Bwoggers Levi Cohen and Aliya Schneider went to the final dress rehearsal of KCST’s production of Shakespeare’s Measure for Measure, directed by Sylvia Korman, BC ’18, and produced by Tina Simpson, BC ’19. The play opens tonight at 8 pm in the Glicker-Milstein Theater and runs through the 11th; tickets are currently sold out, but if you go to the box office at 7 pm, you can get on the waitlist and likely get a seat. Tickets are free!
Measure for Measure isn’t the most heralded of Shakespeare’s works. One of the so-called “problem plays,” its tone veers from comedy to tragedy, from courtroom accusations to marriage proposals. This relative instability can lead to a scattered or incohesive production, where the whole is weakened by conflict between its parts. Luckily, KCST’s latest effort mostly avoids that fate.
Sylvia Korman, BC ’18, ably directed the all-female cast within the space, using the thrust setup to make the action seem less staged in one audience-facing direction and more natural. While every side of the audience will be able to see the stage equally well, the experience changes a little based on where you end up sitting: a scene between a duke and a petitioner plays very differently depending on if you sit behind the former or the latter. That’s a feature, not a flaw, of the thrust stage, and it makes the show that much more exciting.
The best performances of the night were given by AJ McDougall, CC ’21, and India Beer, BC ’20, playing Angelo and Isabella, respectively. Their onstage dynamic was wonderful to watch, and every scene they shared sparked with energy. Measure for Measure is, for me, most valuable in modern times as a text about a powerless woman standing up to a male authority figure and abuser—modern parallels aren’t hard to come by—and actually winning against him. Beer made Isabella’s anguish palpable, and McDougall the same for Angelo’s terrifying presence. The great performances served to underscore just how unfortunately relevant this play’s central conflict is.
Bailey Coleman, BC ’19, as Duke Vincentio, and Catherine Ferrante, BC ’21, as Lucio, also gave commendable performances; they were the best in the cast when it came to Shakespeare’s physical and verbal comedy.
That said, the electric central conflict was unfortunately let down by the comedic B-plots that surrounded it. Scenes between ancillary characters such as Pompey, Elbow, and Froth were usually well-acted, but often felt slow and much less urgent than any scene involving Angelo and Isabella. There was a sense that the comedy, rather than accompanying the central plot, was a distraction.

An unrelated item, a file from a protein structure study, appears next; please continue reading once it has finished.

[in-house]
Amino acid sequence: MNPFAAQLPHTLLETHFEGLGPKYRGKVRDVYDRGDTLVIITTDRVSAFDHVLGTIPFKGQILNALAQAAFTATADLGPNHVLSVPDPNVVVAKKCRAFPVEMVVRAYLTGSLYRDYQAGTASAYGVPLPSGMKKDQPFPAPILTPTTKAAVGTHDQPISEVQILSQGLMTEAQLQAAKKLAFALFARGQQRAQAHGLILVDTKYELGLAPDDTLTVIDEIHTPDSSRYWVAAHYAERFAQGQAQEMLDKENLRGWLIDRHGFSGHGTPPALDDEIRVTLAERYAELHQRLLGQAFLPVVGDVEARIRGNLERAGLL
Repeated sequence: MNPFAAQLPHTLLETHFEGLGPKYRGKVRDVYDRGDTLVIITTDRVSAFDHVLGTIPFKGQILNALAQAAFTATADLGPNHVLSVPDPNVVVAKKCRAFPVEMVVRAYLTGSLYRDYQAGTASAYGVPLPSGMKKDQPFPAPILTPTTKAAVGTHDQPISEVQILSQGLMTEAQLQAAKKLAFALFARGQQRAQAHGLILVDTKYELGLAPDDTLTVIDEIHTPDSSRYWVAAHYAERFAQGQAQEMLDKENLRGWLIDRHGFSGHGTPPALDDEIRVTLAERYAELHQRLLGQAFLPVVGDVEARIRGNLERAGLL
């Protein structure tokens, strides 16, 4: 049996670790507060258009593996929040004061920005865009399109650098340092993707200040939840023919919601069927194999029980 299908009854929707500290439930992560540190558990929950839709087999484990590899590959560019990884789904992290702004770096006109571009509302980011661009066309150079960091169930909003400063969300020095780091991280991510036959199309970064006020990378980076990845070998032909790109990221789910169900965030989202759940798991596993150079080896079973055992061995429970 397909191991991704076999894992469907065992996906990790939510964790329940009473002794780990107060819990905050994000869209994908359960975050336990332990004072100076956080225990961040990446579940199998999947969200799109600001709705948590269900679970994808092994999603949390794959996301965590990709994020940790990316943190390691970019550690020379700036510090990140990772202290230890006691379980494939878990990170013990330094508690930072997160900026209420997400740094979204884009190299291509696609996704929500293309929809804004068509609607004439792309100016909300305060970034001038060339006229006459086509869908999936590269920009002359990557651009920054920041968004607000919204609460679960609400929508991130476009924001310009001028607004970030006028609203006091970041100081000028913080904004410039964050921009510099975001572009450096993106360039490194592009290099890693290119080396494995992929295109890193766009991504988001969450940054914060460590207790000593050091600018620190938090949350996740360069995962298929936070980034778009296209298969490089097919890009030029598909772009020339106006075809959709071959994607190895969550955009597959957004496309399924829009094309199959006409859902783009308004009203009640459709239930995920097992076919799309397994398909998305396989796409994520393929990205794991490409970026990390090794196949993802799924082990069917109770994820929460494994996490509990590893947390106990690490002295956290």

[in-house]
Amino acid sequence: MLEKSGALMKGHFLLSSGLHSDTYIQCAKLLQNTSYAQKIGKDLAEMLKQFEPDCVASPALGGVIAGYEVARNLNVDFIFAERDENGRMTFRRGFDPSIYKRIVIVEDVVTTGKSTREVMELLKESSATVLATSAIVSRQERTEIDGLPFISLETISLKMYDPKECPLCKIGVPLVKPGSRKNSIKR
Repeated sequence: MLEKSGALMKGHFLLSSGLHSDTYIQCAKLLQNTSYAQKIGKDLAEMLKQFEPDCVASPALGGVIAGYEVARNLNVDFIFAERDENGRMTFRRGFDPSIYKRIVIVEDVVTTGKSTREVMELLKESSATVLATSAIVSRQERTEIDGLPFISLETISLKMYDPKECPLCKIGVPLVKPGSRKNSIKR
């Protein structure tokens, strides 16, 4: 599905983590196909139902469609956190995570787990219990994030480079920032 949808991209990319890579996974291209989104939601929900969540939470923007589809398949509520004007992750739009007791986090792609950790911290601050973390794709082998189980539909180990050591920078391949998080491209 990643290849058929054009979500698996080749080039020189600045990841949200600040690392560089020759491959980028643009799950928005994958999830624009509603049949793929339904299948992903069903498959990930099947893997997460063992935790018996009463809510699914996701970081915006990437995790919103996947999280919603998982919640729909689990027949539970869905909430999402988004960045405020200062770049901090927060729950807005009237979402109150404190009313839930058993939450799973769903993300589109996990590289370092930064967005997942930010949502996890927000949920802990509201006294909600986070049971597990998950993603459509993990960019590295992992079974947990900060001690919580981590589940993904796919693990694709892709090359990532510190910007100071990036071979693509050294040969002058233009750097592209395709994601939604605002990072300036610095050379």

The delivery of the text was generally good, with the clarity that any interpretation of Shakespeare demands. There were only a few moments where it was not articulated well: for example, an early scene between Duke Vincentio and a Friar that establishes an important plot detail was difficult to comprehend. These were, however, few and far between.
The set design by Bella Carriker, CC ’19, is minimal, and does not do much to help distinguish various locations from one another. A pair of unwieldy, frame-like structures become doorways, jail cells, and walls without great specificity. The lighting, designed by Liz Schweitzer, BC ’18, is functional, and mostly ensured that every side of the audience got a fully-lit view of the events onstage.
Though portions of the comedy dragged, KCST’s Measure for Measure is, overall, worth your time. Korman’s use of an all-female cast is a novel way to experience this play that is so rooted in male-female power dynamics. That central Angelo-Isabella dynamic was compelling enough to keep my interest even during the less exciting portions, and I left the theater content that justice was, on the whole, served (spoilers!).
The show runs for about two hours, including one intermission.
Go see it if: you’re interested in a relevant work about abuser-victim power dynamics; you like free theater (!); you love a complex plot; you want to support a talented cast and crew of your peers!
Skip it if: a few off bits of comedy would bother you; you demand lavish design (it’s a black box show, folks); you’re totally averse to hearing about Elizabethan notions of virginity
Photos via Aliya Schneider